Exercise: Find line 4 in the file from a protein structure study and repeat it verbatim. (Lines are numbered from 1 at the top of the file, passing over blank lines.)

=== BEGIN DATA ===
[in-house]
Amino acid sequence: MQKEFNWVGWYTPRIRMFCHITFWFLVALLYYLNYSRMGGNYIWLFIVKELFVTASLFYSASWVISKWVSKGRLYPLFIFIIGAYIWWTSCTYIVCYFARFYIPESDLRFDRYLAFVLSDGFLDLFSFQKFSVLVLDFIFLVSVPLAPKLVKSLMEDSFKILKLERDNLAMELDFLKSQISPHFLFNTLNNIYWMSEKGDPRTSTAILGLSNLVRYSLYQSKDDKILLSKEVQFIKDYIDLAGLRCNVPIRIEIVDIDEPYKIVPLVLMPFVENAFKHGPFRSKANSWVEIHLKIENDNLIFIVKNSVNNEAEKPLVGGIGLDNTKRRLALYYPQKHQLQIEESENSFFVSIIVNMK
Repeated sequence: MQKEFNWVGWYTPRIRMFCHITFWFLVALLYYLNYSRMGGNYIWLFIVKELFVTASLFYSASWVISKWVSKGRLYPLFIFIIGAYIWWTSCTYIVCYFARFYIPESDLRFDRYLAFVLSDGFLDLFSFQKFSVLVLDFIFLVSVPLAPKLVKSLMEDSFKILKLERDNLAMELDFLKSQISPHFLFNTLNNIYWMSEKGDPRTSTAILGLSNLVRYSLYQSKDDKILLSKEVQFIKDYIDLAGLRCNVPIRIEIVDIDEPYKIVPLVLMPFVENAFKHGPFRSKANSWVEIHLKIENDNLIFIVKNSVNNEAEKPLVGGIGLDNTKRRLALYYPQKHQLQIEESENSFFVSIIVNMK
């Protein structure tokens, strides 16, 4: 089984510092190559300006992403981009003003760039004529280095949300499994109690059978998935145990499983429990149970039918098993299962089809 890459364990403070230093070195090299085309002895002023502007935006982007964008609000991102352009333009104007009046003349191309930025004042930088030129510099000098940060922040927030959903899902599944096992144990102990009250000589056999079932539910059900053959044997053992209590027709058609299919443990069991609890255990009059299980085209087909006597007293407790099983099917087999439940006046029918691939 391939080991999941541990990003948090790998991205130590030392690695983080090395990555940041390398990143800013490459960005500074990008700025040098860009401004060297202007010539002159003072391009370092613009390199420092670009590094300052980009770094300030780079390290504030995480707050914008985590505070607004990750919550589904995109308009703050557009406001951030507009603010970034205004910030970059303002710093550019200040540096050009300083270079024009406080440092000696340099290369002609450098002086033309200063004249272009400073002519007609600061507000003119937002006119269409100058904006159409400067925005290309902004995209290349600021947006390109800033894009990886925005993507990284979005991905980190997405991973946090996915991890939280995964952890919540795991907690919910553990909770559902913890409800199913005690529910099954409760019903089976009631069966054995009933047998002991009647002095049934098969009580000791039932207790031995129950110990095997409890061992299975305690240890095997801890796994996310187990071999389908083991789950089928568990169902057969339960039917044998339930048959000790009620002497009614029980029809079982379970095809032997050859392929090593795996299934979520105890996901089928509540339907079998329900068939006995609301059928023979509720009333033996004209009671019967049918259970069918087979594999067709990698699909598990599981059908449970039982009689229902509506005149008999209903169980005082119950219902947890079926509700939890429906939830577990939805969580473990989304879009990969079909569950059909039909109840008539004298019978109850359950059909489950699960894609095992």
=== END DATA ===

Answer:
């Protein structure tokens, strides 16, 4: 089984510092190559300006992403981009003003760039004529280095949300499994109690059978998935145990499983429990149970039918098993299962089809 890459364990403070230093070195090299085309002895002023502007935006982007964008609000991102352009333009104007009046003349191309930025004042930088030129510099000098940060922040927030959903899902599944096992144990102990009250000589056999079932539910059900053959044997053992209590027709058609299919443990069991609890255990009059299980085209087909006597007293407790099983099917087999439940006046029918691939 391939080991999941541990990003948090790998991205130590030392690695983080090395990555940041390398990143800013490459960005500074990008700025040098860009401004060297202007010539002159003072391009370092613009390199420092670009590094300052980009770094300030780079390290504030995480707050914008985590505070607004990750919550589904995109308009703050557009406001951030507009603010970034205004910030970059303002710093550019200040540096050009300083270079024009406080440092000696340099290369002609450098002086033309200063004249272009400073002519007609600061507000003119937002006119269409100058904006159409400067925005290309902004995209290349600021947006390109800033894009990886925005993507990284979005991905980190997405991973946090996915991890939280995964952890919540795991907690919910553990909770559902913890409800199913005690529910099954409760019903089976009631069966054995009933047998002991009647002095049934098969009580000791039932207790031995129950110990095997409890061992299975305690240890095997801890796994996310187990071999389908083991789950089928568990169902057969339960039917044998339930048959000790009620002497009614029980029809079982379970095809032997050859392929090593795996299934979520105890996901089928509540339907079998329900068939006995609301059928023979509720009333033996004209009671019967049918259970069918087979594999067709990698699909598990599981059908449970039982009689229902509506005149008999209903169980005082119950219902947890079926509700939890429906939830577990939805969580473990989304879009990969079909569950059909039909109840008539004298019978109850359950059909489950699960894609095992």